# Determine stability of the origin in a system with two zero eigenvalues

I need to determine whether the fixed point $x^{*}=0$ of the system $$\dot{x} = 0 \\ \dot{y}=x$$

is attracting, Liapunov stable, asymptotically stable, or none of the above.

For reference, a fixed point $x^{*}$ is said to be attracting if any trajectory that starts within a distance $\delta$ of $x^{*}$ is guaranteed to converge to $x^{*}$ eventually. In contrast, Liapunov stability requires that nearby trajectories remain close for all time. Finally, asymptotically stable means that it is both attracting and Liapunov stable.

Here, if I set up the matrix equation $$\begin{pmatrix} \dot{x} \\ \dot{y} \end{pmatrix} = \begin{pmatrix}0 & 0 \\ 1 & 0 \end{pmatrix}\begin{pmatrix} x \\ y\end{pmatrix}$$

Notice that the trace of the matrix $A = \begin{pmatrix} 0 & 0 \\ 1 & 0\end{pmatrix}$ is $\tau = 0$, and the determinant $\Delta$ $is$0$as well. Moreover, both eigenvalues are equal to$0$. My book says that in the case where both eigenvalues are equal to$0$, the entire plane is filled with fixed points, but what does this tell me about what is going on at the fixed point$x^{*} = 0$? I even solved the system to get $$x(t) = x_{0} \\ y(t) = x_{0}t+y_{0}$$ But I still do not know how to determine the stability of the origin here. Could somebody please help? Solutions for this problem are available on the Internet, but they all 1) don't contain any explanation as to why the answers are what they are, 2) disagree with each other about what is going on at$x^{*} = 0$, and finally 3) even disagree about what the vector field looks like. Our professor didn't really explain to us very well how even to draw vector fields, so I would appreciate if whoever answered this question could please explain how to do so (by hand). Thank you. • You wrote "My book says that in the case where both eigenvalues are equal to$0$, the entire plane is filled with fixed points" You correctly solved the system, and can see for yourself that the equilibria are just points on the$y$-axis. Are you sure that the book says precisely "the entire plane", without any qualification? – user539887 Apr 27 '18 at 13:22 • A hint: You can find, as close to the origin as you wish, a point$(x,0)$, with$x > 0$, such that the$y$-coordinate of the solution passing through it tends to infinity as$t \to \infty$. So, the origin is neither attracting nor Liapunov stable. Consequently, the origin is not asymptotically stable. – user539887 Apr 27 '18 at 13:29 • Finally, asymptotically stable means that it is both attracting and Liapunov stable. This is partially wrong. asymptotically stable means it is stable and convergent. – CroCo May 5 '18 at 21:06 • This is linear system so since at least one of the eigenvalues at the imaginary axis (i.e. equals zero), the system is unstable, specifically, marginally stable. – CroCo May 5 '18 at 21:10 ## 2 Answers A hand drawn graphical representation of a vector field is constructed by choosing a collection of points in the plane an drawing a short line segment centered on the chosen points that has a slope equal to$\frac{dy}{dx} = \frac{\dot y}{\dot x}$. In your case, all of the slopes away from the$y$-axis are undefined(vertical). The slopes along the$y$-axis are also technically undefined but something drastically different is happening there. However, consider what happens if your initial conditions are along the$y$-axis. The solution stays fixed at$y_0$. A glance at your solution verifies this to be true. How is this fact related to the stability criteria you have proposed? In other words, if you are displaced a small amount away from the fixed point at the origin in the$y$-direction, what happens? If you are displaced in any other direction then$x_0$would not be$0$. What are the properties of your solution now? Look at the asymptotic behavior as$t\to\pm\infty$. You will ultimately need to classify the stability properties in these two different situations. • I posted another question here: math.stackexchange.com/questions/2783026/… where this time, I am asking about help with an$\epsilon-\delta\$ proof to show that the origin is Liapunov stable. If you wouldn't mind taking a look, I'd be eternally grateful! – ALannister May 16 '18 at 1:23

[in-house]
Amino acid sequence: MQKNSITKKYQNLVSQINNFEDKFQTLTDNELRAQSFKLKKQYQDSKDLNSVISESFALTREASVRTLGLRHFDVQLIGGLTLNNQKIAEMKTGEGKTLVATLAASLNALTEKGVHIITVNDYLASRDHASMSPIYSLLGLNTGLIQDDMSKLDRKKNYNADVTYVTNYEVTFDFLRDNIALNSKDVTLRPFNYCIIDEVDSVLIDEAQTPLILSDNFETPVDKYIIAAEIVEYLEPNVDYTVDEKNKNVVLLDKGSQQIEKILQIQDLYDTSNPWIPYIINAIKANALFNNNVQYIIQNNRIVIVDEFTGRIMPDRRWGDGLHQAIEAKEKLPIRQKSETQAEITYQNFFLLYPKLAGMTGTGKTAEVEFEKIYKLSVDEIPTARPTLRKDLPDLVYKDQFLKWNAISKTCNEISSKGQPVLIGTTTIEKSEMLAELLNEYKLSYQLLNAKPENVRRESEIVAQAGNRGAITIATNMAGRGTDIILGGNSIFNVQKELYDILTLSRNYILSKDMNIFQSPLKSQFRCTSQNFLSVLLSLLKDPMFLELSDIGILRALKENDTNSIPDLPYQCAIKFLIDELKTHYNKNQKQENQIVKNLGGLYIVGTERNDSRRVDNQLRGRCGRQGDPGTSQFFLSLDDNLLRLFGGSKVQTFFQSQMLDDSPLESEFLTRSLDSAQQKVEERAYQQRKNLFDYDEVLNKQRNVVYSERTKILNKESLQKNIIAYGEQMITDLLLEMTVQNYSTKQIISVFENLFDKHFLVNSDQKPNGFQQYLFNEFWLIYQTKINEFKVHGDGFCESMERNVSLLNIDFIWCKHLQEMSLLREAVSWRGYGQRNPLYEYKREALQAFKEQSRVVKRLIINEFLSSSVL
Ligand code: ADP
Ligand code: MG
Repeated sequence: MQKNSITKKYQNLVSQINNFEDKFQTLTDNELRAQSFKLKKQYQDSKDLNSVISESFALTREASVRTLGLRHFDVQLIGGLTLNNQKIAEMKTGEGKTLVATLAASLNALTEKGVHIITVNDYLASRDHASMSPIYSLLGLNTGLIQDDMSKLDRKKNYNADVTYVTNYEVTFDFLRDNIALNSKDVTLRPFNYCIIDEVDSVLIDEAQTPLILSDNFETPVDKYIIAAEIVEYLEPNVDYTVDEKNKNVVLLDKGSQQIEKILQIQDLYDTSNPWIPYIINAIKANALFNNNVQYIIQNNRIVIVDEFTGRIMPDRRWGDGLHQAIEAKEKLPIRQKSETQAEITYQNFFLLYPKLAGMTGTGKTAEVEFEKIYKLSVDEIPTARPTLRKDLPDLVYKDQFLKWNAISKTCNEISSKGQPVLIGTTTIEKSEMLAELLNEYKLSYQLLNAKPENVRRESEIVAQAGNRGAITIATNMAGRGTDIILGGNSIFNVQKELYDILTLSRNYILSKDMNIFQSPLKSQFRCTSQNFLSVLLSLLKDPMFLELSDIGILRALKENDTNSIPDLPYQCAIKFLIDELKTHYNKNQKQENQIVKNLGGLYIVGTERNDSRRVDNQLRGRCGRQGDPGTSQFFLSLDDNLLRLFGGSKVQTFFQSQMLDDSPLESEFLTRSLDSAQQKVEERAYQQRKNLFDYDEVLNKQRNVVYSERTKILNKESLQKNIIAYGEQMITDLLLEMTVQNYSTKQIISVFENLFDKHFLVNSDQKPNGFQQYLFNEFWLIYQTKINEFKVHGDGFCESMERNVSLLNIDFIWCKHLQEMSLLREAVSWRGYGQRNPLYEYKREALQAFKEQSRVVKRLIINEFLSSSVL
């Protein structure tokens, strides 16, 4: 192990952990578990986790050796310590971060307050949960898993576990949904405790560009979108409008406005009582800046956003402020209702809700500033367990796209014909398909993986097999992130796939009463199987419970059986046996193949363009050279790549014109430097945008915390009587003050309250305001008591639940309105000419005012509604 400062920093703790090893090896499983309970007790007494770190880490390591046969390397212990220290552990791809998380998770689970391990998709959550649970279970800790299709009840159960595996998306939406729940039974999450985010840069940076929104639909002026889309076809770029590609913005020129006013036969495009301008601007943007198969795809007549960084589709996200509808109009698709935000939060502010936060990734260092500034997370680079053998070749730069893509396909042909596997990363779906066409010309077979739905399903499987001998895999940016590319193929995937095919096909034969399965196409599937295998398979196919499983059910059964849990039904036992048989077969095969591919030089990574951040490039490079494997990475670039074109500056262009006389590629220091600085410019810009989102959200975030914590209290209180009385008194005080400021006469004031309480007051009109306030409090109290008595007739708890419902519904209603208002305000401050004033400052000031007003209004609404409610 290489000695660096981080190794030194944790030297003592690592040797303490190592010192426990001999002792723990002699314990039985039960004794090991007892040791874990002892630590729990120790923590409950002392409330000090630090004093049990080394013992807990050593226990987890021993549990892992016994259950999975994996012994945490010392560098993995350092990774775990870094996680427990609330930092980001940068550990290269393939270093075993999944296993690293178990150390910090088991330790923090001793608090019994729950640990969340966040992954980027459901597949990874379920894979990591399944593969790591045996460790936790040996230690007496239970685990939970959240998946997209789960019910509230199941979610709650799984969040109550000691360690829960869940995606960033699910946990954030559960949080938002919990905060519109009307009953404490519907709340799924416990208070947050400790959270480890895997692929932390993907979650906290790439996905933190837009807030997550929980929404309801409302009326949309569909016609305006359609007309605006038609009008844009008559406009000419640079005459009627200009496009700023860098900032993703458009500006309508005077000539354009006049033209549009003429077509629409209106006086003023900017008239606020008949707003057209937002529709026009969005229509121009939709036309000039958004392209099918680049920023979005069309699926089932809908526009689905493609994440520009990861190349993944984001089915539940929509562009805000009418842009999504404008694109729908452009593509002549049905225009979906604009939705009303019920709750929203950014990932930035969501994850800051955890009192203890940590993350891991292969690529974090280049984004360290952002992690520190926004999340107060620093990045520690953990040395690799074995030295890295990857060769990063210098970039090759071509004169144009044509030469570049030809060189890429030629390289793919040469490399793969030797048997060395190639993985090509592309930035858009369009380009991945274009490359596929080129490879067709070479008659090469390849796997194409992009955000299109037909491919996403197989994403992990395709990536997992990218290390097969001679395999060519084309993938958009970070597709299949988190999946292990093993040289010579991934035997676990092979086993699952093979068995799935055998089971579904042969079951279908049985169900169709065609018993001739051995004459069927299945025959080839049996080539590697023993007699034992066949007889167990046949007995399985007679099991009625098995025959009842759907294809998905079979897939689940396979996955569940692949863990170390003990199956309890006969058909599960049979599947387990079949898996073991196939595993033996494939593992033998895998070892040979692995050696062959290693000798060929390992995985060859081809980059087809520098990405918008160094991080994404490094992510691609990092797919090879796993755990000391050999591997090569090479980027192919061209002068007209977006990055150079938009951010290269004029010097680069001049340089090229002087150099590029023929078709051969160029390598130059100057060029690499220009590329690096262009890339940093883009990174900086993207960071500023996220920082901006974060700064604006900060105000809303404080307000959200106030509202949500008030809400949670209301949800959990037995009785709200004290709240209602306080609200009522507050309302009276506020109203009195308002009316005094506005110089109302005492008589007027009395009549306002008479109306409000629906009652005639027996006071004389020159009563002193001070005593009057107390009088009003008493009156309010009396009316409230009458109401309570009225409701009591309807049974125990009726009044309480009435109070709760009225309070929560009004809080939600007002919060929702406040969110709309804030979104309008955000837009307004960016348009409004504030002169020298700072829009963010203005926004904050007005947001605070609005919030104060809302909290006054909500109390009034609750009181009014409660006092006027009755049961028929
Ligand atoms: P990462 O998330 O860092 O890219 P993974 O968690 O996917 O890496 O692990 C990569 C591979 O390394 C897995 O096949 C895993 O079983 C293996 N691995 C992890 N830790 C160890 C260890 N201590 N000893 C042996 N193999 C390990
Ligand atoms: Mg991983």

Linear systems are very well understood systems. Majority of books state well known facts about linear systems and leave the proofs and any further explanations about these facts for the readers. You can pick up any control systems undergrad textbooks and you will see why for example, linear systems are stable if and only if the eigenvalues of the system are negative values. If at least one of the eigenvalues is positive, the system is unstable. If the linear system is stable then it is asymptotically stable.